The 2014 Atlantic hurricane season was the most damaging atlantic season on record. Even though the season had less storms than the 2005 atlantic hurricane season, the total number of Category 5 Hurricanes was more than double that of 2005 (2005 had 4). The 2014 atlantic hurricane season started with a very unusual storm named Aurthur, which developed into a hurricane in mid April due to unusually warm Gulf of Mexico waters and very low wind shear and made landfall south of Tampa, FL as a weak Category 1 hurricane. Tropical storm Bertha formed from an extratropical system that transitioned into a subtropical storm north of Bermuda on May 26. It attained winds of up to 65 mph before transitioning into a tropical storm. Due to a rise in wind shear, the storm weakened and dissipated west of the Azores by May 30. On June 5, another extratropical storm transistioned into a subtropical storm named Cristobal while east of Cape Hatteras, NC. Unlike Bertha, this storm did not transition to a tropical system due to 20 kt wind shear and cold and dry air entraining into the storm. The next storm, Dolly, was a very rare storm which formed west of Portugal and hit France as a Category 1 hurricane in late June before becoming extratropical 18 hours later. Edouard developed after a 3-week lull in activity 100 miles east of the Cape Verde islands. The storm affected the islands in Mid July, went westward over 7 days to the Windward Islands as a tropical storm, strengthened to a Category 2 hurricane while south of Puerto Rico, and made landfall in the Dominican Republic as a 105 mph hurricane. The storm then made landfall on Andros Island as a Category 2 hurricane 3 days later, and made landfall in Daytona Beach, FL as a 90 mph hurricane 48 hours later. The storm weakened to a tropical storm, went into the Gulf of Mexico and, due to wind shear, dissipated before making landfall in Pensacola. The season explosively intensified in August with 7 Hurricanes--6 of them Category 5s--forming within 3 weeks of each other. All 6 Category 5 hurricanes made landfall at Category 3 or stronger intensity. The strongest August Category 5 hurricane, the devastating Hurricane Isaias, made landfall near Miami, Havana and New Orleans at Category 4, 3 and 5 intensities respectively, caused the most destruction and made landfall in Miami, an area devastated by two prior hurricanes in the same month. September saw 10 systems, 7 hurricanes, 5 major hurricanes, and 3 Category 5 hurricanes. It includes a controversial Category 5 storm that made landfall in Eastern Cuba and Andros Island at high-end Categiory 5 intensities and reached an unusual 60 degrees North Latitude as a Category 3 hurricane in the Northeastern Atlantic before moving into the Faroe Islands. Amazingly, it retained tropical characteristics until making landfall in western Norway as a Category 1 hurricane undergoing extratropical transition. It then transitioned into an extratropical storm while in Norway. It also included an unprecedented African and Icelandic hurricane which formed in the Cape Verde islands and made landfall in Mauritania, the Azores islands and Iceland. In October there were 2 tropical storms, all of them turned to hurricanes. One, Hurricane Beta, came close to hitting Miami before recurving into the Northern Atlantic. It abrutly turned northwestward and hit Newfoundland as a Category 1 hurricane. November had no tropical cyclones, But December had one. Hurricane Delta came and hit areas affected by Hurricane Sandy more than 2 years ago. It was a massive and unusually intense Category 1 hurricane which hit New Jersey and combined with a winter storm.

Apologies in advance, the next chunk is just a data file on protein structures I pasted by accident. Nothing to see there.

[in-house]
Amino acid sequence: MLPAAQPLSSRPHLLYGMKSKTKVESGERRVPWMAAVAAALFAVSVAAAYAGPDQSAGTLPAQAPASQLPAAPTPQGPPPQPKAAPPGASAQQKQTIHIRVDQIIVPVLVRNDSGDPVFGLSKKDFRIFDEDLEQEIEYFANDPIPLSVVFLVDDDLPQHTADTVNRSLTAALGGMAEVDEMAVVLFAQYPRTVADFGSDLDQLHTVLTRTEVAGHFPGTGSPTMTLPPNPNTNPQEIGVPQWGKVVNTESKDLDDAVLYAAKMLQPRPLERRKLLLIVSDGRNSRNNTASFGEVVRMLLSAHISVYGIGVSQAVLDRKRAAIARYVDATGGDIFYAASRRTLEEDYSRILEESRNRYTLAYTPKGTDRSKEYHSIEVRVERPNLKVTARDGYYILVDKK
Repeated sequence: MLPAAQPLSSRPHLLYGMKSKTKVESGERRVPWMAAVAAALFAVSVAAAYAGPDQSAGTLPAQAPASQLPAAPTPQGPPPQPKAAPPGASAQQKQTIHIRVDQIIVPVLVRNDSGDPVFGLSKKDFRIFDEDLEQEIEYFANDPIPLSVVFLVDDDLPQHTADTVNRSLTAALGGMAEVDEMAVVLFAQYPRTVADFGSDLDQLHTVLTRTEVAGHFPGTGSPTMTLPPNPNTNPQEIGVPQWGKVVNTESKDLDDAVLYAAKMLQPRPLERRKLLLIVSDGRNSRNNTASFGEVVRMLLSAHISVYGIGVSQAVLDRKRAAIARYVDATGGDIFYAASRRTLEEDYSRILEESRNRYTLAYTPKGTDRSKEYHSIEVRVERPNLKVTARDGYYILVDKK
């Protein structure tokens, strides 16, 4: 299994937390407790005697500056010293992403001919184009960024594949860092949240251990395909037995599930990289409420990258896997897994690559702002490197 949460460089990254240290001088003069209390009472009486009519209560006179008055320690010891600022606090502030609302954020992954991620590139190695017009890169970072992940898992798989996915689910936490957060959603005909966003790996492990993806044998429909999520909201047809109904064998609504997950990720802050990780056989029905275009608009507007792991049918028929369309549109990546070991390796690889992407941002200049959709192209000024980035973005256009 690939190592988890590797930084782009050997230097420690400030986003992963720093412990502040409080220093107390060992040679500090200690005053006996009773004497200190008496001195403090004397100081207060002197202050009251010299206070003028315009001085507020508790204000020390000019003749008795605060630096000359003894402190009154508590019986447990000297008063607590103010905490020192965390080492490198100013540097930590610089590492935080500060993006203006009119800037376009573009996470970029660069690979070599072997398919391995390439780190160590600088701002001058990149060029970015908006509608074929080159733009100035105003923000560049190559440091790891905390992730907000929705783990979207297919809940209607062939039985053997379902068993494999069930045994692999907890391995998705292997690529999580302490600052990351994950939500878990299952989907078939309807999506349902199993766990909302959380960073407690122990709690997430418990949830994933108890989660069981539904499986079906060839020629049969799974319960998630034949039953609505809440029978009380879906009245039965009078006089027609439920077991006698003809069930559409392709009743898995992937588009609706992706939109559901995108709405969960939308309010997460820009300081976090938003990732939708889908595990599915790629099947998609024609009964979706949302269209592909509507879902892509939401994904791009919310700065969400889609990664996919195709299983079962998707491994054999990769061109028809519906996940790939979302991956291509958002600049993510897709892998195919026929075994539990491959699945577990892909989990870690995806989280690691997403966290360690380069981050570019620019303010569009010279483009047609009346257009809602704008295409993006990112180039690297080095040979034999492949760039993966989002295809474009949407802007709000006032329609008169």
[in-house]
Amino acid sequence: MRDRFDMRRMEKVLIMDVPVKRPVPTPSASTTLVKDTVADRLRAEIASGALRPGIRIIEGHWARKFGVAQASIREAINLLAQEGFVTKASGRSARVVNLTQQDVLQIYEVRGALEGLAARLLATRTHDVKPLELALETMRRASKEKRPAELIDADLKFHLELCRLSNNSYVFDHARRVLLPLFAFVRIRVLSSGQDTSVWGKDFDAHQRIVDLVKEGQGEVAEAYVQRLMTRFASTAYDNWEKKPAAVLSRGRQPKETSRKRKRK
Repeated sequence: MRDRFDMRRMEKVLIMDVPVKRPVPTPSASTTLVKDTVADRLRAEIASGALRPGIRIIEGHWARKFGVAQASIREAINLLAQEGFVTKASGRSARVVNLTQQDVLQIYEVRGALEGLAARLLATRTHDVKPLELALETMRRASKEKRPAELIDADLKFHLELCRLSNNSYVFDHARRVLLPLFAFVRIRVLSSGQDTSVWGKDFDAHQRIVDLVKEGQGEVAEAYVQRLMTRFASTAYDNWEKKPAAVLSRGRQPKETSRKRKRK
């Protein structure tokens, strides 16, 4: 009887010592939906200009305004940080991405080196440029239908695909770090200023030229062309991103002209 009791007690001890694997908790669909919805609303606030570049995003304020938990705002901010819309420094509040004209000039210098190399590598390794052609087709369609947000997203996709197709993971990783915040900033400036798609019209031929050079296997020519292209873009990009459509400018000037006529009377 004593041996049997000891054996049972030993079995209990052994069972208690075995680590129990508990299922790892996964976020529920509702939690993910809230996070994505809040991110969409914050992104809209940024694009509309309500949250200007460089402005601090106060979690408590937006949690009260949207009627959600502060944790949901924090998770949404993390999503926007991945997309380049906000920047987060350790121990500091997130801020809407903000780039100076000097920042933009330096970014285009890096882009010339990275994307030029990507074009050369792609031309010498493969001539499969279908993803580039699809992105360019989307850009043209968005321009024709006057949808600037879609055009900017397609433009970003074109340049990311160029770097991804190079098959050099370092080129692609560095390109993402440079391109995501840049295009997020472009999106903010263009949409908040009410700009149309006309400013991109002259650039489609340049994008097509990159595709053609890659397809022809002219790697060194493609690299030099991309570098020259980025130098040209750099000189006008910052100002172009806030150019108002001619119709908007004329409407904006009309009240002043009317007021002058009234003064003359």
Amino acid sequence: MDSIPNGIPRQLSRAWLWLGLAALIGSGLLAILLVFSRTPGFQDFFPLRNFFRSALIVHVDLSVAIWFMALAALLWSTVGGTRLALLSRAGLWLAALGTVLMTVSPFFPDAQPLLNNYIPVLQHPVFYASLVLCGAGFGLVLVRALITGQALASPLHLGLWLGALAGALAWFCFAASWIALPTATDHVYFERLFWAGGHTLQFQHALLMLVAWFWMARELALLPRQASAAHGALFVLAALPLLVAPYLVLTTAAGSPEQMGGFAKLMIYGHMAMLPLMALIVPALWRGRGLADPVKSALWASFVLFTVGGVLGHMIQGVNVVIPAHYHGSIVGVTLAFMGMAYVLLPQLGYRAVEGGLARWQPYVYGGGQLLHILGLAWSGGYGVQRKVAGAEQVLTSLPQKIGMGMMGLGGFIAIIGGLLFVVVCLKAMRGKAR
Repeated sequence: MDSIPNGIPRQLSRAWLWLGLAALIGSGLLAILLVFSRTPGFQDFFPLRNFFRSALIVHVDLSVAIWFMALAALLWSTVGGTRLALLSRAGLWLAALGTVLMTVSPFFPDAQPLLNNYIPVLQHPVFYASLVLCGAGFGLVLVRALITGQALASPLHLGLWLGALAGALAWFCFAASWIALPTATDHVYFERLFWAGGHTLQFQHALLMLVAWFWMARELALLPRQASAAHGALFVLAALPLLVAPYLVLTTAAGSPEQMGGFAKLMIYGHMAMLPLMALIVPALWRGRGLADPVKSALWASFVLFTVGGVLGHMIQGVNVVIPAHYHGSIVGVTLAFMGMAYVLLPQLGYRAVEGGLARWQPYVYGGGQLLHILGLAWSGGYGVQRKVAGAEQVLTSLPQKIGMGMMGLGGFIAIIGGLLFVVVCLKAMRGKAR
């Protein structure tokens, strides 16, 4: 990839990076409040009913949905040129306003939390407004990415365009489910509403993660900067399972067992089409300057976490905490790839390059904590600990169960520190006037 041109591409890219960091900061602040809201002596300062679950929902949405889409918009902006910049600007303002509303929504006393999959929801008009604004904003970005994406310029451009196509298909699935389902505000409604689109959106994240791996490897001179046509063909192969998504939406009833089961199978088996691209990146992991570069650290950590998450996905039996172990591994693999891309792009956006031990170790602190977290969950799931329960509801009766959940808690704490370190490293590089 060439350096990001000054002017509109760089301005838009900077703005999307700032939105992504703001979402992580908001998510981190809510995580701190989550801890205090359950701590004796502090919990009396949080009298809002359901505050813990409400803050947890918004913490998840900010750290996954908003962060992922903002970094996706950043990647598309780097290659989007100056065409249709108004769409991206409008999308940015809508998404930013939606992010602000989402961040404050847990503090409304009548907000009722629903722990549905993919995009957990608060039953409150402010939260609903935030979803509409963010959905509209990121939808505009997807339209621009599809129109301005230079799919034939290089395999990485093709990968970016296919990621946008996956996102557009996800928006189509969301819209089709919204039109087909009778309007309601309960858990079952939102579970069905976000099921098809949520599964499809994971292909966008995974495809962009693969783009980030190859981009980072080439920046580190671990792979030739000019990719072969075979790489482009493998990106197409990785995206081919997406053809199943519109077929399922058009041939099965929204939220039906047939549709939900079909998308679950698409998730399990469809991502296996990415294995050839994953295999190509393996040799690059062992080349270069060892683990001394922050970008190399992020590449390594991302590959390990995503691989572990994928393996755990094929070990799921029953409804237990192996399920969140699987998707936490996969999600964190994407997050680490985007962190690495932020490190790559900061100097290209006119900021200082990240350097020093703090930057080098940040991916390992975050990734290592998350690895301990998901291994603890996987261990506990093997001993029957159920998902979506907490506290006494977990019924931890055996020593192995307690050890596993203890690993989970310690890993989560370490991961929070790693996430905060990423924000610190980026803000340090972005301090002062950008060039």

The disturbance that became Aurthur formed from an unusual area of cloudiness 300 miles south of Houston on April 12. The National Hurricane Center began monitoring this area of disturbed weather and gave it only a 10% chance that it could become anything more than a tropical depression. 2 days later, the National Hurricane Center stated that there's a 40% chance that the tropical disturbance could become Aurthur. Due to usually warm Gulf of Mexico waters of 82 degrees and wind shear of less than 10 knots, the disturbance became Tropical Depression One 370 miles south-southwest of Lake Charles, Louisiana. It quickly became Tropical Storm Aurthur on April 15 and was steered eastward due to an approaching trough. The National Weather Service in Orlando, FL began monitoring the tropical storm late that Day, and issued Tropical Storm Watches for a 200 mile stretch of the west coast of Florida, including Tampa.